Arts and social capital

Department of Geography, University of Dundee.
Mental health today (Brighton, England) 07/2006;
Source: PubMed
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  • Journal of Psychiatric and Mental Health Nursing 07/2007; 14(4):335-7. DOI:10.1111/j.1365-2850.2007.01118_2.x · 0.84 Impact Factor
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    ABSTRACT: A narrative-discourse analysis was conducted to study the narratives of mental health service users talking about their engagement with art. The sample was drawn from a group of people who had attended arts workshops organized by a mental health service provider. Eleven people were interviewed and were asked to tell the story of their involvement in art and its significance to their lives. The data were analysed using a discourse analysis approach. Art is constructed as therapeutic within an illness repertoire. Emotions are inseparable from creative expression and identity claims are made in relation to being an artist.
    Journal of Psychiatric and Mental Health Nursing 01/2008; 14(8):783-90. DOI:10.1111/j.1365-2850.2007.01173.x · 0.84 Impact Factor
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    ABSTRACT: Background: The arts and health evidence base needs to be grounded by common terminology and concepts from which original research and comparative studies can be developed. The aim of this study was to elucidate terminology central to understanding the arts and health causal pathway by defining arts engagement via art forms, activities and level (magnitude) of engagement. Method: The study design was cross-sectional. International experts (n=280) completed an online survey about the concept of arts engagement (response fraction 44%) to generate a list of art forms and activities. Responses were analysed using NVIVO. Participating experts then completed a second survey to rate activities by level of engagement (response fraction 57%). Ratings were analysed via descriptive statistics and factor analysis. Results: Arts engagement can be defined by five art forms (1.performing arts; 2.visual arts, design and craft; festivals, fairs and events; 4.literature; and, digital and electronic arts) and measured via 91 activities. ‘Active’ arts activities had higher levels of engagement than ‘passive’ activities. Conclusion: Study findings provide guidance about which art forms and activities should be included in population surveys and provide a measurement of exposure for use in studies investigating the relationship between arts engagement and health.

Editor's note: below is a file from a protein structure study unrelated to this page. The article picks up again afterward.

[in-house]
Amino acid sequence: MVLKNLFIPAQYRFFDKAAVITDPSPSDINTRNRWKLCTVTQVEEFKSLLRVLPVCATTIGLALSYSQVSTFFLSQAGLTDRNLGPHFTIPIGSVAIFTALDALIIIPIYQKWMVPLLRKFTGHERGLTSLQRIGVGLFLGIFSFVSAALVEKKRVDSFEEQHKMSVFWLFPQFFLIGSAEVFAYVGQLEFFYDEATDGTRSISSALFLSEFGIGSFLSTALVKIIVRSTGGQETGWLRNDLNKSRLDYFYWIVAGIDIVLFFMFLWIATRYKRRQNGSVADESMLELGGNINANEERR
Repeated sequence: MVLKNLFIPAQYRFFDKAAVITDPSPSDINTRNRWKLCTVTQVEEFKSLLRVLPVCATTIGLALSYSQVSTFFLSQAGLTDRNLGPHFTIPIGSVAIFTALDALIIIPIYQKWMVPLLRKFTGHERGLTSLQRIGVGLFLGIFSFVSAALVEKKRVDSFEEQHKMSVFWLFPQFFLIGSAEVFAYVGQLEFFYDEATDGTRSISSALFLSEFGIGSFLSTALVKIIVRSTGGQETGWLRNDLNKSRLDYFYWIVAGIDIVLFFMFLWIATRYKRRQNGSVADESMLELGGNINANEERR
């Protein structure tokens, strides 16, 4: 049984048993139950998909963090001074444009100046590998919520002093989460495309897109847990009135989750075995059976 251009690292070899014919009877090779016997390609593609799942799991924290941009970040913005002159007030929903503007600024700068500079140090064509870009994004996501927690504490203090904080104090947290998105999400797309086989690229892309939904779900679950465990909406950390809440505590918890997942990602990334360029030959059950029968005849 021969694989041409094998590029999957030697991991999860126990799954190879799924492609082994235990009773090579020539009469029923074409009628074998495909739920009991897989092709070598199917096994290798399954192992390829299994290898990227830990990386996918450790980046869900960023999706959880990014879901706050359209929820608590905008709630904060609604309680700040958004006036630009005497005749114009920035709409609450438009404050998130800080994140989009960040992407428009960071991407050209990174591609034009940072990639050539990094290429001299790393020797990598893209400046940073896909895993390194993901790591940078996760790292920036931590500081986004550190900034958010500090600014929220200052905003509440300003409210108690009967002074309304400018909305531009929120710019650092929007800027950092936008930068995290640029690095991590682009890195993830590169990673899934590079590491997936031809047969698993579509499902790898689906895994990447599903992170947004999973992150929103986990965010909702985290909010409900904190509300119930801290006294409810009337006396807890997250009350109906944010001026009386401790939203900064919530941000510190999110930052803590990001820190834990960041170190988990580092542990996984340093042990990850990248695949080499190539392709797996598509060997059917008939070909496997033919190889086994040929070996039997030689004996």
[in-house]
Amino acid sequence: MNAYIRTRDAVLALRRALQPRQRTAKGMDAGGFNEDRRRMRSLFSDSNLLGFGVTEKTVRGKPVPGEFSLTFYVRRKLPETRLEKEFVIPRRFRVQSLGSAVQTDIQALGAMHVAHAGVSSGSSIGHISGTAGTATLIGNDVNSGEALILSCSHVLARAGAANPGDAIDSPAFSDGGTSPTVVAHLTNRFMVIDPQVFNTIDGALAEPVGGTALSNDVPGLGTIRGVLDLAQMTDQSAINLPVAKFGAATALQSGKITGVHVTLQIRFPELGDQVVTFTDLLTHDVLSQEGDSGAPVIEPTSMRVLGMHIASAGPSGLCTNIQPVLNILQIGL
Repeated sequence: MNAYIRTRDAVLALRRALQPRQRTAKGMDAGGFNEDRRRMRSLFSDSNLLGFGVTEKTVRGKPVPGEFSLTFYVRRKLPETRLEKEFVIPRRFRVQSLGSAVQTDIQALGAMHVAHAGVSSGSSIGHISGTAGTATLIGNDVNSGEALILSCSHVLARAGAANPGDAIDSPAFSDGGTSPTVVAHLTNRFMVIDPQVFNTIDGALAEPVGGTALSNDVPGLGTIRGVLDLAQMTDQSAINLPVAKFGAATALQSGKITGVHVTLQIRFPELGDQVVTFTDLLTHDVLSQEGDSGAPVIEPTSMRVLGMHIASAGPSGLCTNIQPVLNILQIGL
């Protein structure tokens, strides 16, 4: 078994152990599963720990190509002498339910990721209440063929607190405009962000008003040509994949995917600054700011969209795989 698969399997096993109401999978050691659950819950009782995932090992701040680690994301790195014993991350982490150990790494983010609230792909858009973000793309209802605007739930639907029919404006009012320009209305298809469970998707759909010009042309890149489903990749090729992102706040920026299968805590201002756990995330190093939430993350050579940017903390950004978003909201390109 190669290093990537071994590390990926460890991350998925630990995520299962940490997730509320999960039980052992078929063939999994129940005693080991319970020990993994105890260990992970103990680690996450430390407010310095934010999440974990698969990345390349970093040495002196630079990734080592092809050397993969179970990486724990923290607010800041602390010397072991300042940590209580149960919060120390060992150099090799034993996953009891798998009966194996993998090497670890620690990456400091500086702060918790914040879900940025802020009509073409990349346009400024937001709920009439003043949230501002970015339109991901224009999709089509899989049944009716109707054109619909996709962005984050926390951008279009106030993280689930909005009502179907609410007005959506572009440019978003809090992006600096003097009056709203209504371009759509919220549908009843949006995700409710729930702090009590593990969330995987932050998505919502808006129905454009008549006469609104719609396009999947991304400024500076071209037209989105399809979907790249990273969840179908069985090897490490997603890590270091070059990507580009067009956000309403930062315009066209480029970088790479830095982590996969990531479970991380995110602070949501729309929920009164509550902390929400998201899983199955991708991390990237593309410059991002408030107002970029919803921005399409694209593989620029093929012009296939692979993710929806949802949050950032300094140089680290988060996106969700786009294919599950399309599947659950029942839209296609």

Arts & Health 10/2012; 4(3):203. DOI:10.1080/17533015.2012.656201
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